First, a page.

Three-dollar parking at BART, a perk that dates back to the days of carpeted trains and one-seat-per-passenger, may be on its way out.
The transit agency’s board of directors will discuss several policy ideas Thursday to fix what some see as an archaic parking system with space so cheap that some lots routinely fill up before 8 a.m. BART rents most spaces by the day, setting aside a portion for carpools and permit-holders. A monthly permit is BART’s equivalent to a rent-controlled apartment in San Francisco: the coveted spaces rarely change hands.
“There are other parking facilities adjacent to BART that do charge more,” said Bob Franklin, BART’s director of customer access and accessibility. He pointed to the $5 meters near Lafayette Station and the privately run garage by Walnut Creek Station, where spots cost $15 to $18.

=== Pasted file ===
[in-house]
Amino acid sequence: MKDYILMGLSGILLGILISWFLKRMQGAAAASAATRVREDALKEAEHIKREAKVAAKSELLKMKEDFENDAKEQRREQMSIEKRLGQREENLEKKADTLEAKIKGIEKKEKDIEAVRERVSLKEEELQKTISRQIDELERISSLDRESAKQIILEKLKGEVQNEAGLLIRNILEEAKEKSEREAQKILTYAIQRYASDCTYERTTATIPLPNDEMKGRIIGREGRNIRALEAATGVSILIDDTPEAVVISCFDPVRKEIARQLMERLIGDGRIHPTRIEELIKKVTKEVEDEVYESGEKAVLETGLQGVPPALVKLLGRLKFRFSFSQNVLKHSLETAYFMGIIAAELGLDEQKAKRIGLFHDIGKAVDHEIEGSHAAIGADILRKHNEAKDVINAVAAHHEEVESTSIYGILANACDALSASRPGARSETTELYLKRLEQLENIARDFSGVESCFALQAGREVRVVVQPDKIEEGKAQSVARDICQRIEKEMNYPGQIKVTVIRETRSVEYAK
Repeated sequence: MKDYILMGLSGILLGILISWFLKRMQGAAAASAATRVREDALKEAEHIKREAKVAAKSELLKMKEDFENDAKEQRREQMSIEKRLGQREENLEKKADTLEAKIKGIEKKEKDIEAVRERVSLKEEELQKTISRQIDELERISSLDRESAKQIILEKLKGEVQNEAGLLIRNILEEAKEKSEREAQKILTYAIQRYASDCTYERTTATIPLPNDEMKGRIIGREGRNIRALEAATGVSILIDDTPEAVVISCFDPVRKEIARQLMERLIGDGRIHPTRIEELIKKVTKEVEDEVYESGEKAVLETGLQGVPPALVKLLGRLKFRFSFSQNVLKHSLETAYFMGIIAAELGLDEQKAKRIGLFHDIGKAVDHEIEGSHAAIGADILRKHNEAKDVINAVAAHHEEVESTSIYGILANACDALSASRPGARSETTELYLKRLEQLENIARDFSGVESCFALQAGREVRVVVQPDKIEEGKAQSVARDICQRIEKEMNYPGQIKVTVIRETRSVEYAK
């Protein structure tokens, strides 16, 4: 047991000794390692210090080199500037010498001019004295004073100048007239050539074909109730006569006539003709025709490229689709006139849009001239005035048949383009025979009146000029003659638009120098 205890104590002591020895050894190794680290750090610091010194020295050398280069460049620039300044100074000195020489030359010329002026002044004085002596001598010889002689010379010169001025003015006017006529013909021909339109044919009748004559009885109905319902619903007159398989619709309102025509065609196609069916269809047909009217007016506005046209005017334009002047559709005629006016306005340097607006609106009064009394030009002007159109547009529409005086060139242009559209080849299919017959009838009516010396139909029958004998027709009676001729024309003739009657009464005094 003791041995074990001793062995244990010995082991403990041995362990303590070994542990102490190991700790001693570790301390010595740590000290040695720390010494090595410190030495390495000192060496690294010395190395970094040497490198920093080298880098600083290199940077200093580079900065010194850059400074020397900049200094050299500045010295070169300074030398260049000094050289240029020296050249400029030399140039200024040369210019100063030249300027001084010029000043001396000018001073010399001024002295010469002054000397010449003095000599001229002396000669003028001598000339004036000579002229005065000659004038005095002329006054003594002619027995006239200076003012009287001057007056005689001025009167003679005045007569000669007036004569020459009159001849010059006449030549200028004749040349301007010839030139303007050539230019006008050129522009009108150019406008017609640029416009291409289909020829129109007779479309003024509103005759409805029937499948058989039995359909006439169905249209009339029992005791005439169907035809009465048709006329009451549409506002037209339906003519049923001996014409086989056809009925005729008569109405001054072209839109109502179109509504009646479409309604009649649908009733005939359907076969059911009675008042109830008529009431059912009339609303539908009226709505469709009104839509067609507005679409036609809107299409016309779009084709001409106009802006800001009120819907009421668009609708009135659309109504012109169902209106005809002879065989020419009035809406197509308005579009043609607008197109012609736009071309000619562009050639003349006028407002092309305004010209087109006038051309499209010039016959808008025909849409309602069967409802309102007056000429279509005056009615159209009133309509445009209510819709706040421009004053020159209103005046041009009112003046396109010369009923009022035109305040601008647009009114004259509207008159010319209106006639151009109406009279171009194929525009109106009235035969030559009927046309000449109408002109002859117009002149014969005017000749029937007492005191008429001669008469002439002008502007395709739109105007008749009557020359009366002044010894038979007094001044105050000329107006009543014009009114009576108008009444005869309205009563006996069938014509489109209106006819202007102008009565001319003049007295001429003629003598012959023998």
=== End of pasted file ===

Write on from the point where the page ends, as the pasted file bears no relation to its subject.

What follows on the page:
The most likely solution, demand-based pricing, would make spots more expensive at most stations — especially during commute hours. Supporters say it’s the best way to manage a hot commodity that will only get more scarce as BART builds housing on its properties. Opponents say it will chase people away from the rail system and onto already packed freeways.
The issue has caused tense divisions among BART riders. Though many are frustrated with the current parking system, they aren’t willing to get out of their cars.